Because the project, which will extend to the airport and beyond into Loudoun County by the end of the decade, did not meet Federal Transit Administration criteria for expected ridership, the federal government was reluctant to provide any funding at all. After the project was split into two phases the government allocated $900 million for Phase 1, which will end at Wiehle Avenue in Reston, Va.

“One of the flaws in the financing of this project is that the Commonwealth of Virginia really hasn’t put up its own money. It has used our money in the form of toll revenue to finance its share and airports' [authority’s] share of this project, and that puts real upward pressure on toll rates,” Connolly said.

The Reston Citizens Association, which says it represents 58,000 Fairfax County residents, sent a letter on Monday to the MWAA’s chief executive officer, calling the recent public hearings the agency held “inadequate” considering the anticipated impact of higher tolls. The association is asking the MWAA to reduce the toll burden to 25 percent of the Silver Line’s Phase 2 cost.

The letter “details the harm the proposed toll hikes will do to the well being of toll road users, to the already serious congestion on local roads, and to the potential economic and tax revenue growth in the Dulles Corridor.” Opponents of the current financing structure say drivers attempting to avoid the higher tolls will seek alternate routes to work, further congesting already jammed secondary roads.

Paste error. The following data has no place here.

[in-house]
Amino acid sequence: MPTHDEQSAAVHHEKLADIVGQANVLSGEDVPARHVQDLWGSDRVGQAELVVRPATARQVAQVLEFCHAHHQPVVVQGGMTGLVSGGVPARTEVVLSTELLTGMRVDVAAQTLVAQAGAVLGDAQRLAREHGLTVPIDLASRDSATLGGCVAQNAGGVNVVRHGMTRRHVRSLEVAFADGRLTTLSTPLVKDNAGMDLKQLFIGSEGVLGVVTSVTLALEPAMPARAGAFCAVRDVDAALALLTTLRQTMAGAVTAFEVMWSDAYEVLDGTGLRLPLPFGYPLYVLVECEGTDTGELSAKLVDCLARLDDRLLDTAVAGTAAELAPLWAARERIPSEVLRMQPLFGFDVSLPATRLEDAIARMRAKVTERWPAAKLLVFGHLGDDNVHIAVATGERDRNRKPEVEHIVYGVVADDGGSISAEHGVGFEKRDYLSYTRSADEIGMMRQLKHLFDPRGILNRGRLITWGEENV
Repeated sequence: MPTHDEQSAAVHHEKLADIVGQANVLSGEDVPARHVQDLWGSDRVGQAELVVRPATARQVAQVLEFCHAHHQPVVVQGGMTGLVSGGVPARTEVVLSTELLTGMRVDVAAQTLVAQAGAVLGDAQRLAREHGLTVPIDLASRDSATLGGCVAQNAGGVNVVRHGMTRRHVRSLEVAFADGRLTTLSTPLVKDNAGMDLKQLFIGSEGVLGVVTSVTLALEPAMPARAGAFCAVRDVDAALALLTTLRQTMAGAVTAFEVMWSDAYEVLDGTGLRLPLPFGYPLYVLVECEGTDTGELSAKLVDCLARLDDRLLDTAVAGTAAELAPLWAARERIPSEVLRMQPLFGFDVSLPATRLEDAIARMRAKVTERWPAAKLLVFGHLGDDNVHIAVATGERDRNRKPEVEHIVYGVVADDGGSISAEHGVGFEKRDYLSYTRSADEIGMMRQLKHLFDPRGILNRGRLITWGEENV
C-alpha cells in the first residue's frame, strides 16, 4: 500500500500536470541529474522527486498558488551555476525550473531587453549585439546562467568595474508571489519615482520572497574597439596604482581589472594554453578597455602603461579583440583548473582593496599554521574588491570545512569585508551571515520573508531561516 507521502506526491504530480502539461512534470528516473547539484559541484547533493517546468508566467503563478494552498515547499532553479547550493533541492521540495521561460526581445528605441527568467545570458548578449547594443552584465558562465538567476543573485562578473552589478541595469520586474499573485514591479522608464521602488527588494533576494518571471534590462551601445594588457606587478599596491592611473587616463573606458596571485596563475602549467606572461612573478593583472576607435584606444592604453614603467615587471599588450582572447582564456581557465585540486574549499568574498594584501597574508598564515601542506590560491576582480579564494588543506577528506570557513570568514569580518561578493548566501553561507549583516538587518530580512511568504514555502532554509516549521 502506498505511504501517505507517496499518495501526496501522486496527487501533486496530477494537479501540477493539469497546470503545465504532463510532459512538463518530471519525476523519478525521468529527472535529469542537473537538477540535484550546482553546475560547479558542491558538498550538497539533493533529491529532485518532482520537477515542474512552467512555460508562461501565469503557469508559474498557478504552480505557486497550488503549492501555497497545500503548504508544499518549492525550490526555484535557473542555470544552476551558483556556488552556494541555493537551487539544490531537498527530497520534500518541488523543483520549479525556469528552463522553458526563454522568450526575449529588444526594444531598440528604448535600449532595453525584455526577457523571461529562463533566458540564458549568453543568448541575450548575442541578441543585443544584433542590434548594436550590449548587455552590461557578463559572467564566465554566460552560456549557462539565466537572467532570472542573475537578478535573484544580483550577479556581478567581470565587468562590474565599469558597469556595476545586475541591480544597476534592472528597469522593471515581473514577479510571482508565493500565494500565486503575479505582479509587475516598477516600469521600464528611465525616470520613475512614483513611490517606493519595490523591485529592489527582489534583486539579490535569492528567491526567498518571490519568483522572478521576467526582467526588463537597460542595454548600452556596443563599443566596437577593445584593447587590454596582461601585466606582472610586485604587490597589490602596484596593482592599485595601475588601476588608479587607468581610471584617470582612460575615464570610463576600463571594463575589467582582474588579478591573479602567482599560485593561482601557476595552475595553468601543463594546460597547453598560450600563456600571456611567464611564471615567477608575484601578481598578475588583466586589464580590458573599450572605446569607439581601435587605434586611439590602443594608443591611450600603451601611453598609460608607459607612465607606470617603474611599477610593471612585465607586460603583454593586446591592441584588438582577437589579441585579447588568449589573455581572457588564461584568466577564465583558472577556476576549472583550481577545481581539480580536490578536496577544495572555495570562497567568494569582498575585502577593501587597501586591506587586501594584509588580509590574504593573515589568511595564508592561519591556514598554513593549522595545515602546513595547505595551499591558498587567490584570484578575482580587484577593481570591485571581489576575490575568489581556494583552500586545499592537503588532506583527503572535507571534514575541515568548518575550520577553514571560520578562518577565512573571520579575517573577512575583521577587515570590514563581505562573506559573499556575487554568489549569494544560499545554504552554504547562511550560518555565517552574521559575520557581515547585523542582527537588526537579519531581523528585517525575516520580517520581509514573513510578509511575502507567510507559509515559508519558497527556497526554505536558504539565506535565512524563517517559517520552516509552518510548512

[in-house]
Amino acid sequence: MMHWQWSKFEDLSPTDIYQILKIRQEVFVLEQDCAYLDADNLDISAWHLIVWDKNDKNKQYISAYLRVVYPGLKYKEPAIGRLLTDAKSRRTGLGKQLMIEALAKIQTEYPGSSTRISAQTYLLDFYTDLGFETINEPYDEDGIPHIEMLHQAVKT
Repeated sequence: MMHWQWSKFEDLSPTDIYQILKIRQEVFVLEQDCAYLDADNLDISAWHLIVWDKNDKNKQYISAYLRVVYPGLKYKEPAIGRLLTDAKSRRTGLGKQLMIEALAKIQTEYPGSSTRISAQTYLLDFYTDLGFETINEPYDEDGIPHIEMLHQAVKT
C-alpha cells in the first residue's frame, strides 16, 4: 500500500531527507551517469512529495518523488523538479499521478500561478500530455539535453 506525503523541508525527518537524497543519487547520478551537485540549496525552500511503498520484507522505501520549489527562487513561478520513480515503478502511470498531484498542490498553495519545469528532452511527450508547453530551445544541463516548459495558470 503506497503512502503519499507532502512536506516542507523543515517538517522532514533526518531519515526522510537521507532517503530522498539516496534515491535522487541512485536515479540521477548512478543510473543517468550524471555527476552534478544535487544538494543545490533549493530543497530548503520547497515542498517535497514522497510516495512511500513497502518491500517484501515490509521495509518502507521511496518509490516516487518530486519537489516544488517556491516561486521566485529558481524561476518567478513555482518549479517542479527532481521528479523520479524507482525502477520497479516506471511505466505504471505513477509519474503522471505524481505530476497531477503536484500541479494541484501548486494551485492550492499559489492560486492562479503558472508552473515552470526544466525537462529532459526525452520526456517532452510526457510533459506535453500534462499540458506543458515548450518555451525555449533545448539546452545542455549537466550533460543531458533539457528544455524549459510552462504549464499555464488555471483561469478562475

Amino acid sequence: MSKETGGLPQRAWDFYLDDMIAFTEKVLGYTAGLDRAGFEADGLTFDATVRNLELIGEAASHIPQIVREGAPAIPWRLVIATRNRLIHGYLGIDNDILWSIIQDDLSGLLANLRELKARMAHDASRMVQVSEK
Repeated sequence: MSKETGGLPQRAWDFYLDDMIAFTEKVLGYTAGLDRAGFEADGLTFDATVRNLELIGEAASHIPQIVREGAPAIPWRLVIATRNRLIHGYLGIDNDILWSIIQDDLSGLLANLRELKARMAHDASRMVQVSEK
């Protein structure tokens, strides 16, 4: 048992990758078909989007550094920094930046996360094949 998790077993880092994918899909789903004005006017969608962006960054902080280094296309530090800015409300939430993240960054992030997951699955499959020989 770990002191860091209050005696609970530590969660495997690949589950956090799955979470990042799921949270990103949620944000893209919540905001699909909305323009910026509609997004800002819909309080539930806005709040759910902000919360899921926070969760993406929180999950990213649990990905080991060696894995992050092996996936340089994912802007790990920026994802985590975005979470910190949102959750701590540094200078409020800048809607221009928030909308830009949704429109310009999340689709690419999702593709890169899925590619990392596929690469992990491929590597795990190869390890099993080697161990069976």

“[The] MWAA has a responsibility to address the variety of community concerns we enumerate and more.  It is a far broader responsibility than building a 16-mile railroad. We are anxious to help you find new funding sources,” the RCA writes.

“The public needs to be heard. I think the Reston [Citizens] Association is absolutely correct,” Connolly says.  “I share the Reston Association’s concern about the lack of accountability at MWAA.”

The MWAA's proposed toll hike is also the subject of a recent class action lawsuit, which argues that the agency does not have the legal right to raise tolls on drivers to pay for trains.

In recent months the embattled MWAA has publicized measures it has taken to improve transparency after reports of profligate spending and unethical practices by some members of its board of directors.

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Transportation Nation

Political Pressure Kills Labor Provision in Rail-to-Dulles Silver Line

Wednesday, June 06, 2012

Listen to the audio version of this story at WAMU

(Washington, D.C. -- WAMU) The Metropolitan Washington Airports Authority voted 11-1 to drop a pro-labor provision from the rail-to-Dulles project.